|Sarah Rogers, University of Huddersfield||The UKAHN Bulletin|
|Volume 8 (1) 2020|
An exhibition on the life and work of the inspirational World War 1 army matron Dame Emma ‘Maud’ McCarthy (1859 – 1949) ran from November 2019 until January 2020 at Oxford House, Bethnal Green, less than a mile from where Maud commenced her training at The London Hospital in 1891.
This was the first exhibition to feature Maud McCarthy and displayed previously unseen material about her family upbringing and life. Maud was born in Australia and emigrated to London in 1889. After training as a nurse, she worked as a sister at The London Hospital for several years. In December 1899, she volunteered for selection as one of six nurses selected to go as ‘Queen Alexandra’s nurses’ to the Second Anglo Boer War. Although it was hoped that Maud would return to the London, she remained in army nursing. She was Matron in Chief, British Expeditionary Force, France and Flanders during World War 1 and was responsible for the management of approximately 8000 nurses and VADs.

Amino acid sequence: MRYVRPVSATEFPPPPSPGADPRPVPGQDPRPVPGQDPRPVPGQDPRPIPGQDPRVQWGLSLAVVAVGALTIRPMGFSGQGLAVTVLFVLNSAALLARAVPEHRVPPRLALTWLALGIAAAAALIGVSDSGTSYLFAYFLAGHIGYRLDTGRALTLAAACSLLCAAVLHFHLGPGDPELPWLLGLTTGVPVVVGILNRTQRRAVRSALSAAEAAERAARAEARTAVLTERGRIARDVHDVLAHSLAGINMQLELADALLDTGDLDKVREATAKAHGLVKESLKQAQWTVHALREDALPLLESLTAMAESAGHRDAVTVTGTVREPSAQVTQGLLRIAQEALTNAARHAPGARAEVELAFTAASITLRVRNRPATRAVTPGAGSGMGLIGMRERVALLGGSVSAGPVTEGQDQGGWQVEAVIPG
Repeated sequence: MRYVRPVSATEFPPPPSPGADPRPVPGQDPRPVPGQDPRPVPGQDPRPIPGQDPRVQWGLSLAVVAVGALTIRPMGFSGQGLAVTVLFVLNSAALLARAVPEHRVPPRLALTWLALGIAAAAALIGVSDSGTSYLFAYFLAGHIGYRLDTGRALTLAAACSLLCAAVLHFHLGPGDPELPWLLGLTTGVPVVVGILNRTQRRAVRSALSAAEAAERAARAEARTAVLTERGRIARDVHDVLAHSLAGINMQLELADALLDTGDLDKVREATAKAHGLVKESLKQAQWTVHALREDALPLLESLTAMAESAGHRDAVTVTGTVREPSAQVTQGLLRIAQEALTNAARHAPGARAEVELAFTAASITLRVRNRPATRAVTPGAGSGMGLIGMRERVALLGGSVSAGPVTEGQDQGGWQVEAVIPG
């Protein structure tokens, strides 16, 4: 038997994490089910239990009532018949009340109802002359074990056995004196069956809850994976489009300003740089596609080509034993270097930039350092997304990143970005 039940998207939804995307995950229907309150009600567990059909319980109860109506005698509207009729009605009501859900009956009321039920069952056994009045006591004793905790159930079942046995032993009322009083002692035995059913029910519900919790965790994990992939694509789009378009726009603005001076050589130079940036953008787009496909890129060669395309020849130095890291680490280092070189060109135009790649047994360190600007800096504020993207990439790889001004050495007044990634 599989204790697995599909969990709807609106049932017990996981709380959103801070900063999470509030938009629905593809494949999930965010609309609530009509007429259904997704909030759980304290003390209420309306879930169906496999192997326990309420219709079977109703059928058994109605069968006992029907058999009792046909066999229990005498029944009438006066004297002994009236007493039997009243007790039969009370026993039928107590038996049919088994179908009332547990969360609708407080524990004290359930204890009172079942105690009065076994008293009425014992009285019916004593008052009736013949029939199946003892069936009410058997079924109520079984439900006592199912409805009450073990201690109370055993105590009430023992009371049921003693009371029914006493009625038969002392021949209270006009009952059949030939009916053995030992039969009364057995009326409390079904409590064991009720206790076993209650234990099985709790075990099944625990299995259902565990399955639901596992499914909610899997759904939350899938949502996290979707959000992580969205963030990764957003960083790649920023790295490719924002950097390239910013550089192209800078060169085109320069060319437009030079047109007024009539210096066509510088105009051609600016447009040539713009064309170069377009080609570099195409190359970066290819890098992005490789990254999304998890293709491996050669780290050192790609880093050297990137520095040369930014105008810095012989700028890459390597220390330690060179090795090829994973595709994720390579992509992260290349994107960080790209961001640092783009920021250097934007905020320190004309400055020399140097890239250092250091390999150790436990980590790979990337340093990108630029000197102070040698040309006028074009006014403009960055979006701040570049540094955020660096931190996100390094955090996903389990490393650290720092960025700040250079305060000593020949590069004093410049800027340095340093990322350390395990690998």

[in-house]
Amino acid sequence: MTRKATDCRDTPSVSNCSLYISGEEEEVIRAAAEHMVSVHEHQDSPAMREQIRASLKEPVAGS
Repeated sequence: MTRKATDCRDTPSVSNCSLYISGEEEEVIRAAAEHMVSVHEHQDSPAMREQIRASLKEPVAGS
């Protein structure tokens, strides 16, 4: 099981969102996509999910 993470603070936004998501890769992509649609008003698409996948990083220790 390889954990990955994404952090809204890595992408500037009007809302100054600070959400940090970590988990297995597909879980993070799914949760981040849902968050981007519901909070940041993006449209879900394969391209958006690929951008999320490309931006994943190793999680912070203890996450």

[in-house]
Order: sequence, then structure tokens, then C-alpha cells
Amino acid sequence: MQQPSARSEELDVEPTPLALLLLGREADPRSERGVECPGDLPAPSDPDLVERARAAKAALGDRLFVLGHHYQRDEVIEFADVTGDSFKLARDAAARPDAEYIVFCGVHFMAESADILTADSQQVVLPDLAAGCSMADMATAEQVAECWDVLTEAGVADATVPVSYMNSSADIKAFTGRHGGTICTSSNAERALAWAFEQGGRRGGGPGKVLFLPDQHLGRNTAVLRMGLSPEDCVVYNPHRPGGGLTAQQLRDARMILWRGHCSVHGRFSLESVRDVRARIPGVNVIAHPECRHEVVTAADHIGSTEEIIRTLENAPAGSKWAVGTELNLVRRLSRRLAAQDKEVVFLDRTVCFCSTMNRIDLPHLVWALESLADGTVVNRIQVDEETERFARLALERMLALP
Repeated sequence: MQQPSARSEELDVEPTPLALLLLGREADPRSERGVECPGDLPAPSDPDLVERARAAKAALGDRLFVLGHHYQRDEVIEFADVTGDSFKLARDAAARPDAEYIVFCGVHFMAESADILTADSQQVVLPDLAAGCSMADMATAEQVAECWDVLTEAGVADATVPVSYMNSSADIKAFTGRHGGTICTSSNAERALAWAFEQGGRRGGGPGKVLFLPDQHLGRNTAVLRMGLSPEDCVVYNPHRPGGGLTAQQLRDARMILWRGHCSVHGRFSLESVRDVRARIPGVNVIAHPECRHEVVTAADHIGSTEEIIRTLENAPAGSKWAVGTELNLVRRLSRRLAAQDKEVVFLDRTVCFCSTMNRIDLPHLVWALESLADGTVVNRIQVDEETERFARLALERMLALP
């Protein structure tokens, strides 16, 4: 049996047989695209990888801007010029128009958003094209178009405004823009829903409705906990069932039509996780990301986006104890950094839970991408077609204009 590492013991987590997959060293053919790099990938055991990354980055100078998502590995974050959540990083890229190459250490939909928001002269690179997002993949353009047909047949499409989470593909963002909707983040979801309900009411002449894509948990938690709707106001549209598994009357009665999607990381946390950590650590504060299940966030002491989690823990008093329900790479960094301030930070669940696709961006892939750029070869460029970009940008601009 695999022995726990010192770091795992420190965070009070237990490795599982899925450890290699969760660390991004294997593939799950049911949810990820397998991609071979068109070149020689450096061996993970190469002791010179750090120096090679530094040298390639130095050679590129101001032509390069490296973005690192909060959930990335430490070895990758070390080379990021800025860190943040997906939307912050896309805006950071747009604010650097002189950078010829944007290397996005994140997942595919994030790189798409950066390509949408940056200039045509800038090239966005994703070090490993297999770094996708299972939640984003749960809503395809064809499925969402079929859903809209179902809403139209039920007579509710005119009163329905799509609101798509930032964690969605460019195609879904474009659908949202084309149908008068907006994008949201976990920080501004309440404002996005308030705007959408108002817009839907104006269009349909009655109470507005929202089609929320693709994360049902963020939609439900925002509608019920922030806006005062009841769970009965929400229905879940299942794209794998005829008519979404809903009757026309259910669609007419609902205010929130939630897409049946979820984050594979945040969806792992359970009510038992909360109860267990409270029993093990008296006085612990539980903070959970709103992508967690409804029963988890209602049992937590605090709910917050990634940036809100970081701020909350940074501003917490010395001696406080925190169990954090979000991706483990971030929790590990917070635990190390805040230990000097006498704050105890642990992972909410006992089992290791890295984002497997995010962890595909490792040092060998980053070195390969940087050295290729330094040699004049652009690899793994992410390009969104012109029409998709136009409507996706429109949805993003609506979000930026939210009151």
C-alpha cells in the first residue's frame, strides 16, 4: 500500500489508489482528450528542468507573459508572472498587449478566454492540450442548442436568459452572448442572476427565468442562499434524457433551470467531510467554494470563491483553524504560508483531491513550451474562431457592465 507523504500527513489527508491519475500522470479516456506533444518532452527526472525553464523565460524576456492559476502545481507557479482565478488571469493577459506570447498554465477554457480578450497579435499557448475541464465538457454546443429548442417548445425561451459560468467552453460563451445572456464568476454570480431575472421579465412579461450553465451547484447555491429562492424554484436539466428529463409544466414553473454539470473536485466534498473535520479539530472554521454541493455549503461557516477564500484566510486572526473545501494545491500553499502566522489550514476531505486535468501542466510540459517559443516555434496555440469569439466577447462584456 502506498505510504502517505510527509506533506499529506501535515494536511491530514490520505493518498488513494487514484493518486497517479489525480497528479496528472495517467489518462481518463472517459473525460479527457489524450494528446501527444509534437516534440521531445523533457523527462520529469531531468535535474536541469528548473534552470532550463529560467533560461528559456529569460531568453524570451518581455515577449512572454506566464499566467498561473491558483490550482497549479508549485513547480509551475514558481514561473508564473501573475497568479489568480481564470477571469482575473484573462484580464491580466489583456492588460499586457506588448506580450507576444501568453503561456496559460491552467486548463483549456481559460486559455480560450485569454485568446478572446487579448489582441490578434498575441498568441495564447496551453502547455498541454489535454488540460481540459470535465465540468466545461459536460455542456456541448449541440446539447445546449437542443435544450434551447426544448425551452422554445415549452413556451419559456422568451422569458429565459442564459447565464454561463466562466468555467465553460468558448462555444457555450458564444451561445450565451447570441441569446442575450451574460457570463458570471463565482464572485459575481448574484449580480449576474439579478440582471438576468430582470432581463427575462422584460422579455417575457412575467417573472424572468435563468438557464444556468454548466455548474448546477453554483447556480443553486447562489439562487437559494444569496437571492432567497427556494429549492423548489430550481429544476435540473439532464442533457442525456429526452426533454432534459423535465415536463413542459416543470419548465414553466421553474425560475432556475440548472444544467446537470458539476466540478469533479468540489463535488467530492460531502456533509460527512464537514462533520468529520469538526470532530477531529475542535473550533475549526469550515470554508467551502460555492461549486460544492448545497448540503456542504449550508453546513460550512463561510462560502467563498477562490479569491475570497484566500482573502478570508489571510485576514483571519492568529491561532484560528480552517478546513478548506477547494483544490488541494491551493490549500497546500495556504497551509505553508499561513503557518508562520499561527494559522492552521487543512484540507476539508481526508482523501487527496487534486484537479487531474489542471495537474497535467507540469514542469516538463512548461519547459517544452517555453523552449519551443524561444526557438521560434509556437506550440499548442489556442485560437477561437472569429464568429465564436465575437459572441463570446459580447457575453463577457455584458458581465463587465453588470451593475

The exhibition was the result of a chance encounter at the National Gallery when two of Maud’s descendants, who were viewing her portrait, met and established their mutual interest in this extraordinary woman. This fascinating exhibition told Maud’s life story through a timeline of photographs and portraits, many previously unseen, from private collections and Australian Archives.
There are plans to stage this exhibition at other venues, both in the UK and abroad; if it happens it is well worth going to see. If anyone reading this is interested in helping the organisers to make their plans real, get in touch us using the Contact Us form on the UKAHN Bulletin website and we will pass on your message.